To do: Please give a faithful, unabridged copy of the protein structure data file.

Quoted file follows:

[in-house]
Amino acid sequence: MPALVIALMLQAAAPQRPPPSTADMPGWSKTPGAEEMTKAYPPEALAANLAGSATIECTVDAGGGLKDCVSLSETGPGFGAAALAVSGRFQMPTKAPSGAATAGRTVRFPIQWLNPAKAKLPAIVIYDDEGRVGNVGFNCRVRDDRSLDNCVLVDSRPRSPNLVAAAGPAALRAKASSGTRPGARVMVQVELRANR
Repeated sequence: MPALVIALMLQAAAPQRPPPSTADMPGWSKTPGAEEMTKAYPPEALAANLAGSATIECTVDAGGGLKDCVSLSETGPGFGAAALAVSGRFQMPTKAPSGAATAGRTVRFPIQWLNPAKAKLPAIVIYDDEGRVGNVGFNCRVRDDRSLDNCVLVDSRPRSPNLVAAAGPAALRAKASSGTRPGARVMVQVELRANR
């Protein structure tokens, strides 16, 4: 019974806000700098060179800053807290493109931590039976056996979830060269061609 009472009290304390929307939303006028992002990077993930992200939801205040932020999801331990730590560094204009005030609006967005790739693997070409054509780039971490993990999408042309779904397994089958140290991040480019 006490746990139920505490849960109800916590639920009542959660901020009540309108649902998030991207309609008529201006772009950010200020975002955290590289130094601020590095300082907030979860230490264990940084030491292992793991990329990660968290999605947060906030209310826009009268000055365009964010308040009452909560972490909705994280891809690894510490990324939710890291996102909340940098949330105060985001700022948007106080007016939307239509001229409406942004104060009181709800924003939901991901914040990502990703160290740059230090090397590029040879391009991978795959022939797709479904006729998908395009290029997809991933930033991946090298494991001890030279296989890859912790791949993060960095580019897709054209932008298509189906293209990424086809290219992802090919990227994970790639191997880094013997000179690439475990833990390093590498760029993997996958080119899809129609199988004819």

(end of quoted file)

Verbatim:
[in-house]
Amino acid sequence: MPALVIALMLQAAAPQRPPPSTADMPGWSKTPGAEEMTKAYPPEALAANLAGSATIECTVDAGGGLKDCVSLSETGPGFGAAALAVSGRFQMPTKAPSGAATAGRTVRFPIQWLNPAKAKLPAIVIYDDEGRVGNVGFNCRVRDDRSLDNCVLVDSRPRSPNLVAAAGPAALRAKASSGTRPGARVMVQVELRANR
Repeated sequence: MPALVIALMLQAAAPQRPPPSTADMPGWSKTPGAEEMTKAYPPEALAANLAGSATIECTVDAGGGLKDCVSLSETGPGFGAAALAVSGRFQMPTKAPSGAATAGRTVRFPIQWLNPAKAKLPAIVIYDDEGRVGNVGFNCRVRDDRSLDNCVLVDSRPRSPNLVAAAGPAALRAKASSGTRPGARVMVQVELRANR
């Protein structure tokens, strides 16, 4: 019974806000700098060179800053807290493109931590039976056996979830060269061609 009472009290304390929307939303006028992002990077993930992200939801205040932020999801331990730590560094204009005030609006967005790739693997070409054509780039971490993990999408042309779904397994089958140290991040480019 006490746990139920505490849960109800916590639920009542959660901020009540309108649902998030991207309609008529201006772009950010200020975002955290590289130094601020590095300082907030979860230490264990940084030491292992793991990329990660968290999605947060906030209310826009009268000055365009964010308040009452909560972490909705994280891809690894510490990324939710890291996102909340940098949330105060985001700022948007106080007016939307239509001229409406942004104060009181709800924003939901991901914040990502990703160290740059230090090397590029040879391009991978795959022939797709479904006729998908395009290029997809991933930033991946090298494991001890030279296989890859912790791949993060960095580019897709054209932008298509189906293209990424086809290219992802090919990227994970790639191997880094013997000179690439475990833990390093590498760029993997996958080119899809129609199988004819």